"Stepping over a dollar to pick up a nickel"
In 2010, the "robo-signing" scandal shined a public spotlight on some of the damaging conflicts of interest in today's banking world. Under the old model whereby lenders held onto mortgages, banks might save quite a bit of money by modifying troubled mortgages rather than foreclosing on homeowners. But today, the banks that service mortgages don't always have skin in the game for loans that have been pooled, sliced up, and sold to investors. Unfortunately, that means it's sometimes more cost-effective for banks to needlessly foreclose on struggling homeowners rather than modify their loans, even in cases where both homeowners and investors would be better off.

Bair describes efforts to fix the problem dating as far back as 2007, which suggests that such conflicts of interest may have been a massively underappreciated cause of the financial crisis. She also describes how the conflicts of interest run even deeper than the servicing level, with some investors actually threatening to sue servicers for trying to save them money by rehabilitating bad loans. Why? Investors who had bought the top slice of pools of loans were protected under a mass foreclosure scenario because they'd only lose money if more than 20% or 30% of mortgages defaulted.

It's an underappreciated example of how poor market incentives, conflicts of interest, and shortsightedness helped to undermine the financial system.

The most astonishing thing
I asked Bair what she thought was the most surprising thing about her time at the FDIC. She gave an interesting two-part response:

How bad it got. We didn't have the information that we needed. That's why it's good the Dodd-Frank financial reform law gave the FDIC backup regulatory authority for large banks.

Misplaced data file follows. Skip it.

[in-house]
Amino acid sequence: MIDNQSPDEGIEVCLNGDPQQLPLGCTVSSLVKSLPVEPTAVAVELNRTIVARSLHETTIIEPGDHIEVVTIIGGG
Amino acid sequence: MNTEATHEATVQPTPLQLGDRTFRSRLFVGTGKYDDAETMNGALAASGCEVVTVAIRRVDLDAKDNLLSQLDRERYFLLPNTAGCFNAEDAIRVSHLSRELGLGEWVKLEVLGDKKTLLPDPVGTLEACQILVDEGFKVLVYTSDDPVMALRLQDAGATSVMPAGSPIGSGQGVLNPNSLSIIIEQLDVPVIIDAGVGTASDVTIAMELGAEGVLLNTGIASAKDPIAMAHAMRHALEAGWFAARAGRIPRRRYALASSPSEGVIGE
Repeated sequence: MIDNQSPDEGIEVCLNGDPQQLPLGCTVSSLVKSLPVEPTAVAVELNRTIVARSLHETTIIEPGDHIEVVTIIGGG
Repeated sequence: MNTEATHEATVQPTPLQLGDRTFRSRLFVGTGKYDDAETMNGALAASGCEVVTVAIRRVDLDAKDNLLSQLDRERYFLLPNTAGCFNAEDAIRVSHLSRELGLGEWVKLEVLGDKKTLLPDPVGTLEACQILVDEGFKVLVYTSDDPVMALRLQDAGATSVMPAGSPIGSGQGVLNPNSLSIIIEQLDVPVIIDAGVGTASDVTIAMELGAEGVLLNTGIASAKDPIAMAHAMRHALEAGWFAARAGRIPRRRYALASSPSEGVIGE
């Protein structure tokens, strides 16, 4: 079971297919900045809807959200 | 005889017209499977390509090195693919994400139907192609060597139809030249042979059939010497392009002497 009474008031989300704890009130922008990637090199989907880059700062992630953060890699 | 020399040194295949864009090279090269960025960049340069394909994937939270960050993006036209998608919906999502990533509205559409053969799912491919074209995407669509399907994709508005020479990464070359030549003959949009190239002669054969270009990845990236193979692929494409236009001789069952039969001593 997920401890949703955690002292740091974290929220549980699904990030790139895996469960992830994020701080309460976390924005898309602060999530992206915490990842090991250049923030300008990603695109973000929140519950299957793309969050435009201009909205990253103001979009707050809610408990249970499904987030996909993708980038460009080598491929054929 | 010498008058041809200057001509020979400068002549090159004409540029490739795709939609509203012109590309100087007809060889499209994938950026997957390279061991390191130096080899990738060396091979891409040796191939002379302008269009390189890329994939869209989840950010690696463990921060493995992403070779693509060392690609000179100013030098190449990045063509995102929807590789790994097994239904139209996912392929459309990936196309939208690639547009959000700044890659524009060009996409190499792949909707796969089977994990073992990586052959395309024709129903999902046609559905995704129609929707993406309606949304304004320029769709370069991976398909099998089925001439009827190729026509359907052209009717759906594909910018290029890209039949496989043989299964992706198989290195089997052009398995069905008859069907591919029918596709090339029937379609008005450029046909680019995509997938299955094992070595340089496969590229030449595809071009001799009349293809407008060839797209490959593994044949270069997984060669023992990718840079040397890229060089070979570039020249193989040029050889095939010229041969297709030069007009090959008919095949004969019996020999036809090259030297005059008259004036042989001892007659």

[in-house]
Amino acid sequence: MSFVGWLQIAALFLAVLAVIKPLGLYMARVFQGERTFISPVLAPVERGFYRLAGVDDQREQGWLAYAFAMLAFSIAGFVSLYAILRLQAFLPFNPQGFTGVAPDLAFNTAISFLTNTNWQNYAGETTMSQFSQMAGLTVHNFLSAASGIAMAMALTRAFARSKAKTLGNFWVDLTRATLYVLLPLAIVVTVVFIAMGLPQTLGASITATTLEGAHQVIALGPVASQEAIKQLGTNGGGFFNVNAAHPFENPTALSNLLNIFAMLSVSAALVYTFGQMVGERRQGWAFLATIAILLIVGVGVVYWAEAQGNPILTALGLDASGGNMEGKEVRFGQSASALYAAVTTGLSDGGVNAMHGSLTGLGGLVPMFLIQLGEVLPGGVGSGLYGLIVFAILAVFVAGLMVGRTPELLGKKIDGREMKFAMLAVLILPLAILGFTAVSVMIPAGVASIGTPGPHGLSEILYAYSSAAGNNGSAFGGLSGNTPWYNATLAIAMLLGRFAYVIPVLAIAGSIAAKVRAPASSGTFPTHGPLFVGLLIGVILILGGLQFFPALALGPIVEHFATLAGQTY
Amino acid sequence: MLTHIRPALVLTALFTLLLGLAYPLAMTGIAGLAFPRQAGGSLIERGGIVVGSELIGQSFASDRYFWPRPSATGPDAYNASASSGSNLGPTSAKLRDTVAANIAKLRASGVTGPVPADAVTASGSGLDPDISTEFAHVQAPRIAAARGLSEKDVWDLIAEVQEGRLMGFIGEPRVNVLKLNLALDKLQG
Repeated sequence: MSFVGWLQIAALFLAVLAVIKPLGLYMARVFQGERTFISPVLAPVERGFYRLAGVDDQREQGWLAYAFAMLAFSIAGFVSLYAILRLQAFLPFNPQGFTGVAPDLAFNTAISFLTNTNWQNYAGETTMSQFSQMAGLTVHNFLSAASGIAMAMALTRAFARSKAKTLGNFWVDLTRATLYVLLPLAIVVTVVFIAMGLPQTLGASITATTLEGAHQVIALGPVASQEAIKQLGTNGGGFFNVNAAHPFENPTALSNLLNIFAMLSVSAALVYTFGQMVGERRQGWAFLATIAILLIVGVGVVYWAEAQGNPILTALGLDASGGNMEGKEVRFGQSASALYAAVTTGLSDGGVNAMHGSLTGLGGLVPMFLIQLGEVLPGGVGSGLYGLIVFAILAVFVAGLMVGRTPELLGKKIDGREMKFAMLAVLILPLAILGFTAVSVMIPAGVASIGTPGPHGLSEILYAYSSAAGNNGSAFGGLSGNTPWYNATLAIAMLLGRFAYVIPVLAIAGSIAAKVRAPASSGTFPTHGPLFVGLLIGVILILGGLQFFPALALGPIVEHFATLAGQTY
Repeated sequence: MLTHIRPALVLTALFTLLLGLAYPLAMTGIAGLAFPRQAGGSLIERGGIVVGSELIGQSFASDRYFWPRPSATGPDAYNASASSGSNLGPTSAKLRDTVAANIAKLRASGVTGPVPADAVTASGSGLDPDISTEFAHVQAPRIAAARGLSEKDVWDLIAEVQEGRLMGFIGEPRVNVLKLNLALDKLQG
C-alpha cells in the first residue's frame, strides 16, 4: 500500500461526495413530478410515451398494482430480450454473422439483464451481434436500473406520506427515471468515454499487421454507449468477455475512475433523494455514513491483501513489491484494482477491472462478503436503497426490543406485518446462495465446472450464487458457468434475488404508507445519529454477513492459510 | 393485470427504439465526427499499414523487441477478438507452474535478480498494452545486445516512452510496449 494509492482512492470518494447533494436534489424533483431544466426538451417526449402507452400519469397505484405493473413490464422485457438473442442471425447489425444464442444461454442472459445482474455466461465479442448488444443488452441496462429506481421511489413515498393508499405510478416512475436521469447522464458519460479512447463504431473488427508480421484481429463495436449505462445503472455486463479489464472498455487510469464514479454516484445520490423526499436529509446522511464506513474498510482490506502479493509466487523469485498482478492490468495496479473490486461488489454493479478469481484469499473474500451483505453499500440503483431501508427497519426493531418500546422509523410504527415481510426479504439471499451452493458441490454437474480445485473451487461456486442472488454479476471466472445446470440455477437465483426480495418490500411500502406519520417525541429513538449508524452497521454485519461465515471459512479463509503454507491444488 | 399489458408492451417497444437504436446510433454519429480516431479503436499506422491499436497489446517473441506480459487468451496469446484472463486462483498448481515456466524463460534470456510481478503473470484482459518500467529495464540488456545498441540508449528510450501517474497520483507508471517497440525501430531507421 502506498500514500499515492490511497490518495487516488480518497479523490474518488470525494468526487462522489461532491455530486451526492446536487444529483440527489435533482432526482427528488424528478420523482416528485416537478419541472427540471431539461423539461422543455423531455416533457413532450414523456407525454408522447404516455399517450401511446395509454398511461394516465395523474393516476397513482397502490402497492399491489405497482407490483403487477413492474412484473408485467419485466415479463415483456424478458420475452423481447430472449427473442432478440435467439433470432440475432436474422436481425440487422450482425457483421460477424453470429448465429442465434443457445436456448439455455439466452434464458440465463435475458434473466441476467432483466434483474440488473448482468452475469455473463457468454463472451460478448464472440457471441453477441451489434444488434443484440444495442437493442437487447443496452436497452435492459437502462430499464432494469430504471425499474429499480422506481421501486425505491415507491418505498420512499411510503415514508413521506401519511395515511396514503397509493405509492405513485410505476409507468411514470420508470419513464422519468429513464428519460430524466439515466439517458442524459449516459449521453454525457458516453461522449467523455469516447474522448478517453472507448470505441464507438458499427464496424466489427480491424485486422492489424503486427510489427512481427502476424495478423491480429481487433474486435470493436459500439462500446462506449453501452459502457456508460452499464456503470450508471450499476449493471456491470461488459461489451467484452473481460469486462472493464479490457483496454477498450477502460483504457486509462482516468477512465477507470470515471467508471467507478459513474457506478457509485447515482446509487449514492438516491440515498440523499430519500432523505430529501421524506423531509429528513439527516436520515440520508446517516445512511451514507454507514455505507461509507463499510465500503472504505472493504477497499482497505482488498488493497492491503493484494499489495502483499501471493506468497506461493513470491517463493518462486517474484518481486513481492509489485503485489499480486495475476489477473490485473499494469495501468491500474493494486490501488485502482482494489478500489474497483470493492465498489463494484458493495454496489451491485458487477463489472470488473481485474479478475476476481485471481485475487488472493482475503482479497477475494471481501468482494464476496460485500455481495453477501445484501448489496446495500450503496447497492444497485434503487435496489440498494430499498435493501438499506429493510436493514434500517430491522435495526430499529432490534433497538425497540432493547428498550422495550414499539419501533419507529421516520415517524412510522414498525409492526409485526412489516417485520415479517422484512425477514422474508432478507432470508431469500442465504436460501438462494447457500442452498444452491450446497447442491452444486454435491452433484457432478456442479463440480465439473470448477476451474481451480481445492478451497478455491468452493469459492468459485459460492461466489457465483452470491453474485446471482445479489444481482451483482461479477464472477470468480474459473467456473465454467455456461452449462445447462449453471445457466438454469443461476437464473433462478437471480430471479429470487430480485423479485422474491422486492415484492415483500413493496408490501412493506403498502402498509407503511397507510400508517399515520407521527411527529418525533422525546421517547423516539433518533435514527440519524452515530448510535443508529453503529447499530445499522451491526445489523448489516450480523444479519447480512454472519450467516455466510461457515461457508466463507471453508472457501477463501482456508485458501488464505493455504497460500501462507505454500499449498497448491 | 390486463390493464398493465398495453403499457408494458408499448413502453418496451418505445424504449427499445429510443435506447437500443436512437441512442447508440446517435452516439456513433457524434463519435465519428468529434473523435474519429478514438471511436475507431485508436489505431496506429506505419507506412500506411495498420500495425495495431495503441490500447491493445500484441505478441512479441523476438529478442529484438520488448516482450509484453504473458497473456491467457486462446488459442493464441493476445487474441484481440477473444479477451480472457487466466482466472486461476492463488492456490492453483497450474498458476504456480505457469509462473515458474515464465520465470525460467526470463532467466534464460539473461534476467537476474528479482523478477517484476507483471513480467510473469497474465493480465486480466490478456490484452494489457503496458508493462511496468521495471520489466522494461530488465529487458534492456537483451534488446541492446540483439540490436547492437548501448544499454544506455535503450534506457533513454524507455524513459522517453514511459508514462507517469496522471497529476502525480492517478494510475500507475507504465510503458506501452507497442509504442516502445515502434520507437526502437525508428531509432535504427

Also the response was so ad-hoc. Policymakers were too reluctant to let the banks take any pain.... I never saw any good analysis on who Bear Stearns' counterparties were and why they needed to be bailed out in that way. [JPMorgan (NYSE: JPM  ) received federal assistance to acquire Bear Stearns.] Why couldn't AIG's (NYSE: AIG  ) counterparties take a 10% haircut? Why did we have to pay those AIG derivatives employees their $165 million retention bonuses -- did we really want to keep those guys?

To this I think it's fair to add the astonishing lack of thoughtfulness and introspection on the part of the crowd which thinks that what's best in the short term for Wall Street is what's best for America, a sentiment that -- believe it or not -- is still all-too-common in New York and Washington. You'd think the financial crisis would have laid bare that Wall Street needs a fundamental transformation of incentives and meaningful, clear rules banning socially dubious practices that put our entire economy at risk.

But learning from the crisis is still a work in progress. Exhibit A: Only about one-third of the 2010 Dodd-Frank Wall Street Reform Act has actually been implemented by regulators more than two years after the law's passage. That's because Wall Street and its allies are fighting tooth and nail to carve out exemptions from any rule that could possibly impinge on the profitability of the largest banks.

The result is a series of unnecessarily complex, difficult to navigate rules that may or may not get the job done, whereas in many cases, simple, straightforward rules could be effective. For example, if it's very difficult to craft a perfect ban on speculation that still permits hedging risk, then in addition to a ban, as Bair puts it, "don't let banks pay derivatives managers who are supposed to be only making hedges bonuses for their trading profits."

The American pragmatist philosopher William James noted that in certain cases where we're forced to make a timely judgment, endless nitpicking itself "is attended with the same risk of losing truth." Regulators and investors alike have to form judgments about complex phenomena based on imperfect evidence. The trick to making good choices is to also consider what happens when you're wrong, because that's going to happen sometimes.

In the case of financial reform, regulators, bankers, politicians, and society should be asking themselves, is the monumental complexity of our largest banks so socially valuable that we really need to gamble another financial crisis over hair-splitting the perfect rule? Maybe it's better -- as Bair thinks it is -- to cut the financial system's Gordian knot with clean, simple rules that are easy to enforce.

Her book is a fascinating read. You can buy Bull by the Horns here.

And if you want us to keep you up-to-speed on financial reform and investor protection, just shoot a blank email to